For those of you who may be too damn lazy or too uninterested to click on the link we have so generously provided, the Wall Street Journal reports that multi-gazillionaire T. Boone Pickens has announced that he's giving a big fuck-you to his vision of an America powered by wind because "of the lack of adequate transmission lines to carry the electricity from remote locations to cities."

I'm not sure whether it matters that T. Boone Pickens became a gazillionaire by making his fortune from the oil industry, but still. Said Yahoo, quoting the Journal: "The oil tycoon had hoped to build new transmission lines but could not secure financing, the paper said. Pickens plans to find new homes for the turbines that he already agreed to buy, the paper said, citing a statement."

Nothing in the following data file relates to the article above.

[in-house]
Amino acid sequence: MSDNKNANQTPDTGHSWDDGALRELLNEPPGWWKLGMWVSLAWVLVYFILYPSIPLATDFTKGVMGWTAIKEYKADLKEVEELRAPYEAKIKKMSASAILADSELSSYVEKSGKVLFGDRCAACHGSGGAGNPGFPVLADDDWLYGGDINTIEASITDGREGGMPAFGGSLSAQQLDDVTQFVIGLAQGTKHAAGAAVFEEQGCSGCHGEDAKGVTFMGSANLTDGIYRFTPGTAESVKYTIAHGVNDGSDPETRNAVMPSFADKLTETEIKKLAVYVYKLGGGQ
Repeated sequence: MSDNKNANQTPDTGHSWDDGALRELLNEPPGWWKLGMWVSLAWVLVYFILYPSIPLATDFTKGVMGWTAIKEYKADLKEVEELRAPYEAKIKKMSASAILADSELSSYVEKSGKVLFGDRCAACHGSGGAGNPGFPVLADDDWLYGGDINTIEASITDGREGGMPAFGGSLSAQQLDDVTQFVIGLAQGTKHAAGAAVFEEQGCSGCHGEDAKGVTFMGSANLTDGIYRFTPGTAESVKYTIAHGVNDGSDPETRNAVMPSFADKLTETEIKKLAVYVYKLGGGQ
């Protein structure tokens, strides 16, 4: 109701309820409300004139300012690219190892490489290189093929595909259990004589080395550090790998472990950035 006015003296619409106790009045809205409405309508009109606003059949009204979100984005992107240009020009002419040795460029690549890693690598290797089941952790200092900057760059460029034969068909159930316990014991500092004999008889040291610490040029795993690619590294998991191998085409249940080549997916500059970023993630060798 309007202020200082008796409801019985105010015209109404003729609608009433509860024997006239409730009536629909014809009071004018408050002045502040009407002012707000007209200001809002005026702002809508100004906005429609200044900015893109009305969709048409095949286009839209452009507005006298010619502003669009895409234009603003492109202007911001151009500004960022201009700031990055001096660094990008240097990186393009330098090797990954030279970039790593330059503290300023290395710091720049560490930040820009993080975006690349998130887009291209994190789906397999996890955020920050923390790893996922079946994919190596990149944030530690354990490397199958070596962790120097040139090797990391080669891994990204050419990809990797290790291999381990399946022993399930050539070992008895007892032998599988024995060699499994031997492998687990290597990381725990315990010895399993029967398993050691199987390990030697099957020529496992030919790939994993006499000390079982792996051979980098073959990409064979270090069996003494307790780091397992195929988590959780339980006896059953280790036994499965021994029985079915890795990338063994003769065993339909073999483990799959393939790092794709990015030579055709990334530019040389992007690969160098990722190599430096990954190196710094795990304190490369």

Good fucking Lord. The United States government - which during the Great Depression was basically broke and homeless - somehow managed to scrape up the Tennessee Valley Authority so every backwater town between Atlanta and the entire state of Kentucky might eventually stop trying to communicate with the outside world by banging two rocks together. Today, the United States government - which is even more broke and homeless than it was in 1932 - has a president with a vision of everyone in this country telling the Middle East to kiss its big, gluttonous ass by powering everything it owns by twirling a red plastic propeller attached to a big rubber band and a few pieces of balsa wood.

Which would be all fine and dandy if simple ideas actually worked in our complex world. Maybe they do. After all, Louis Pasteur helped eradicate many of the world's complex problems with the simple idea that we'd all be better off if everyone just took a little bit of soap and washed their hands.